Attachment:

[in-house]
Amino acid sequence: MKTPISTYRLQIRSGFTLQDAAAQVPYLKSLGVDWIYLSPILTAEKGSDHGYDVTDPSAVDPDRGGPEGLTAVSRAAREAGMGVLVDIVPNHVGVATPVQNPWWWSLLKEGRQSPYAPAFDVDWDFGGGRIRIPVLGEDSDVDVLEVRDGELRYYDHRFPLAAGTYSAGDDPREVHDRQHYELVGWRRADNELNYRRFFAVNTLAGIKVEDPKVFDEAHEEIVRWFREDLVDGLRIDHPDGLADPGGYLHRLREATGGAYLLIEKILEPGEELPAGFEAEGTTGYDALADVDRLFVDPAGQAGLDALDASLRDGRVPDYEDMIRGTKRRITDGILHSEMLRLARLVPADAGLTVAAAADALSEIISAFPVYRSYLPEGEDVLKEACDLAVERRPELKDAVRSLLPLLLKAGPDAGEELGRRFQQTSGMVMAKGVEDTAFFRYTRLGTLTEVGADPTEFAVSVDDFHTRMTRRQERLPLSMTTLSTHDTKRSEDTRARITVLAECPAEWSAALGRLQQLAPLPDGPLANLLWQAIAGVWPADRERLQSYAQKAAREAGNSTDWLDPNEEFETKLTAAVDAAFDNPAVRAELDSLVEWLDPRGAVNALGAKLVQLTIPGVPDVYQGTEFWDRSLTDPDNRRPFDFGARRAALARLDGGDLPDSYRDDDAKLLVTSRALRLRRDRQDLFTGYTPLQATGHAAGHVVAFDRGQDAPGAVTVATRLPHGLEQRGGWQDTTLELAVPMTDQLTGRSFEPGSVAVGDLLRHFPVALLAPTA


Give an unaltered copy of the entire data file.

[in-house]
Amino acid sequence: MKTPISTYRLQIRSGFTLQDAAAQVPYLKSLGVDWIYLSPILTAEKGSDHGYDVTDPSAVDPDRGGPEGLTAVSRAAREAGMGVLVDIVPNHVGVATPVQNPWWWSLLKEGRQSPYAPAFDVDWDFGGGRIRIPVLGEDSDVDVLEVRDGELRYYDHRFPLAAGTYSAGDDPREVHDRQHYELVGWRRADNELNYRRFFAVNTLAGIKVEDPKVFDEAHEEIVRWFREDLVDGLRIDHPDGLADPGGYLHRLREATGGAYLLIEKILEPGEELPAGFEAEGTTGYDALADVDRLFVDPAGQAGLDALDASLRDGRVPDYEDMIRGTKRRITDGILHSEMLRLARLVPADAGLTVAAAADALSEIISAFPVYRSYLPEGEDVLKEACDLAVERRPELKDAVRSLLPLLLKAGPDAGEELGRRFQQTSGMVMAKGVEDTAFFRYTRLGTLTEVGADPTEFAVSVDDFHTRMTRRQERLPLSMTTLSTHDTKRSEDTRARITVLAECPAEWSAALGRLQQLAPLPDGPLANLLWQAIAGVWPADRERLQSYAQKAAREAGNSTDWLDPNEEFETKLTAAVDAAFDNPAVRAELDSLVEWLDPRGAVNALGAKLVQLTIPGVPDVYQGTEFWDRSLTDPDNRRPFDFGARRAALARLDGGDLPDSYRDDDAKLLVTSRALRLRRDRQDLFTGYTPLQATGHAAGHVVAFDRGQDAPGAVTVATRLPHGLEQRGGWQDTTLELAVPMTDQLTGRSFEPGSVAVGDLLRHFPVALLAPTA